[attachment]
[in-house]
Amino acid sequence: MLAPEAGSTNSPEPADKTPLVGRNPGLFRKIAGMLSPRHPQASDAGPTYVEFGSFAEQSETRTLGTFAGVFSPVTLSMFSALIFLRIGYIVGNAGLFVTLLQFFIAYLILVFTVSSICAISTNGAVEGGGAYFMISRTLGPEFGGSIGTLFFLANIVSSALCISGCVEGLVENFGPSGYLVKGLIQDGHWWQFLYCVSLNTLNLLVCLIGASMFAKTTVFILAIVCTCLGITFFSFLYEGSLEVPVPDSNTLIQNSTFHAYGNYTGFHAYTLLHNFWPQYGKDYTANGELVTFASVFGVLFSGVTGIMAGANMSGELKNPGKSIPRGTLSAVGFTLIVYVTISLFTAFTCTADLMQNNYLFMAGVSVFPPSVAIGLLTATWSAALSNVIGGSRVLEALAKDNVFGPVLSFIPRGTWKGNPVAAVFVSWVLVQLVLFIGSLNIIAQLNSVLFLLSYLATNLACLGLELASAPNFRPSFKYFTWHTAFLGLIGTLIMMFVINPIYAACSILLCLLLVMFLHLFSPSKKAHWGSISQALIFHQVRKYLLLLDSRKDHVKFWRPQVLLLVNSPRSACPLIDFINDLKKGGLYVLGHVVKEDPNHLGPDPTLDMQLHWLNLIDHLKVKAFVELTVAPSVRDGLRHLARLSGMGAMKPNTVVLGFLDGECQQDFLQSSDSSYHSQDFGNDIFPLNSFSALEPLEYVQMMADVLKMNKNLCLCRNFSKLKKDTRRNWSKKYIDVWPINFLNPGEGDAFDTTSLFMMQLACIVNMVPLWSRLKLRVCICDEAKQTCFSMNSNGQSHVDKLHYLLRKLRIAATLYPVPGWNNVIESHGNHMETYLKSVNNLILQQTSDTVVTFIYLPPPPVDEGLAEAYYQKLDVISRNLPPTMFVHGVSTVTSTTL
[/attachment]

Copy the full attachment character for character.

[in-house]
Amino acid sequence: MLAPEAGSTNSPEPADKTPLVGRNPGLFRKIAGMLSPRHPQASDAGPTYVEFGSFAEQSETRTLGTFAGVFSPVTLSMFSALIFLRIGYIVGNAGLFVTLLQFFIAYLILVFTVSSICAISTNGAVEGGGAYFMISRTLGPEFGGSIGTLFFLANIVSSALCISGCVEGLVENFGPSGYLVKGLIQDGHWWQFLYCVSLNTLNLLVCLIGASMFAKTTVFILAIVCTCLGITFFSFLYEGSLEVPVPDSNTLIQNSTFHAYGNYTGFHAYTLLHNFWPQYGKDYTANGELVTFASVFGVLFSGVTGIMAGANMSGELKNPGKSIPRGTLSAVGFTLIVYVTISLFTAFTCTADLMQNNYLFMAGVSVFPPSVAIGLLTATWSAALSNVIGGSRVLEALAKDNVFGPVLSFIPRGTWKGNPVAAVFVSWVLVQLVLFIGSLNIIAQLNSVLFLLSYLATNLACLGLELASAPNFRPSFKYFTWHTAFLGLIGTLIMMFVINPIYAACSILLCLLLVMFLHLFSPSKKAHWGSISQALIFHQVRKYLLLLDSRKDHVKFWRPQVLLLVNSPRSACPLIDFINDLKKGGLYVLGHVVKEDPNHLGPDPTLDMQLHWLNLIDHLKVKAFVELTVAPSVRDGLRHLARLSGMGAMKPNTVVLGFLDGECQQDFLQSSDSSYHSQDFGNDIFPLNSFSALEPLEYVQMMADVLKMNKNLCLCRNFSKLKKDTRRNWSKKYIDVWPINFLNPGEGDAFDTTSLFMMQLACIVNMVPLWSRLKLRVCICDEAKQTCFSMNSNGQSHVDKLHYLLRKLRIAATLYPVPGWNNVIESHGNHMETYLKSVNNLILQQTSDTVVTFIYLPPPPVDEGLAEAYYQKLDVISRNLPPTMFVHGVSTVTSTTL